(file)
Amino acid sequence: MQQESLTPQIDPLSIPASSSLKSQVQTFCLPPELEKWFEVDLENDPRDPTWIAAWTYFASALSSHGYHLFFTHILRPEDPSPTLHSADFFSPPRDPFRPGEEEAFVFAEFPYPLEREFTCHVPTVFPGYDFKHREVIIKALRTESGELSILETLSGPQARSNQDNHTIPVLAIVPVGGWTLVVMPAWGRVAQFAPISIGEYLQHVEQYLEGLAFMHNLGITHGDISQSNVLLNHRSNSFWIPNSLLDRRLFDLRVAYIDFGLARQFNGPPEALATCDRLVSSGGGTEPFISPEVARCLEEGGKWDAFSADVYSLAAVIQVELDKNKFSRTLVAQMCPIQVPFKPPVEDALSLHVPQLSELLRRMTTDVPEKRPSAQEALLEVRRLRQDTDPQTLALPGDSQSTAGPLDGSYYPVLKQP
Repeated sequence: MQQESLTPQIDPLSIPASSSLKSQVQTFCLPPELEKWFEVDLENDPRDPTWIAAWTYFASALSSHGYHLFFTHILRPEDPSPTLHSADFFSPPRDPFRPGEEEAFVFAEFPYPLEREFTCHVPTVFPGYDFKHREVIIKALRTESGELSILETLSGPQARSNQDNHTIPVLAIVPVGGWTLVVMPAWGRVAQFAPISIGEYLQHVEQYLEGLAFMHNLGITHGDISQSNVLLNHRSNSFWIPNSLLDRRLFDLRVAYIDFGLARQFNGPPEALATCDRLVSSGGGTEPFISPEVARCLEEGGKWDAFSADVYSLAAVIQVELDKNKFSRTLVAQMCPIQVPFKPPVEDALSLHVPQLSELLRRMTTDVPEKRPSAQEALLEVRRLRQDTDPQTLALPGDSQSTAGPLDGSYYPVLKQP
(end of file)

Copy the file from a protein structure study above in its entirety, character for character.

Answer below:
Amino acid sequence: MQQESLTPQIDPLSIPASSSLKSQVQTFCLPPELEKWFEVDLENDPRDPTWIAAWTYFASALSSHGYHLFFTHILRPEDPSPTLHSADFFSPPRDPFRPGEEEAFVFAEFPYPLEREFTCHVPTVFPGYDFKHREVIIKALRTESGELSILETLSGPQARSNQDNHTIPVLAIVPVGGWTLVVMPAWGRVAQFAPISIGEYLQHVEQYLEGLAFMHNLGITHGDISQSNVLLNHRSNSFWIPNSLLDRRLFDLRVAYIDFGLARQFNGPPEALATCDRLVSSGGGTEPFISPEVARCLEEGGKWDAFSADVYSLAAVIQVELDKNKFSRTLVAQMCPIQVPFKPPVEDALSLHVPQLSELLRRMTTDVPEKRPSAQEALLEVRRLRQDTDPQTLALPGDSQSTAGPLDGSYYPVLKQP
Repeated sequence: MQQESLTPQIDPLSIPASSSLKSQVQTFCLPPELEKWFEVDLENDPRDPTWIAAWTYFASALSSHGYHLFFTHILRPEDPSPTLHSADFFSPPRDPFRPGEEEAFVFAEFPYPLEREFTCHVPTVFPGYDFKHREVIIKALRTESGELSILETLSGPQARSNQDNHTIPVLAIVPVGGWTLVVMPAWGRVAQFAPISIGEYLQHVEQYLEGLAFMHNLGITHGDISQSNVLLNHRSNSFWIPNSLLDRRLFDLRVAYIDFGLARQFNGPPEALATCDRLVSSGGGTEPFISPEVARCLEEGGKWDAFSADVYSLAAVIQVELDKNKFSRTLVAQMCPIQVPFKPPVEDALSLHVPQLSELLRRMTTDVPEKRPSAQEALLEVRRLRQDTDPQTLALPGDSQSTAGPLDGSYYPVLKQP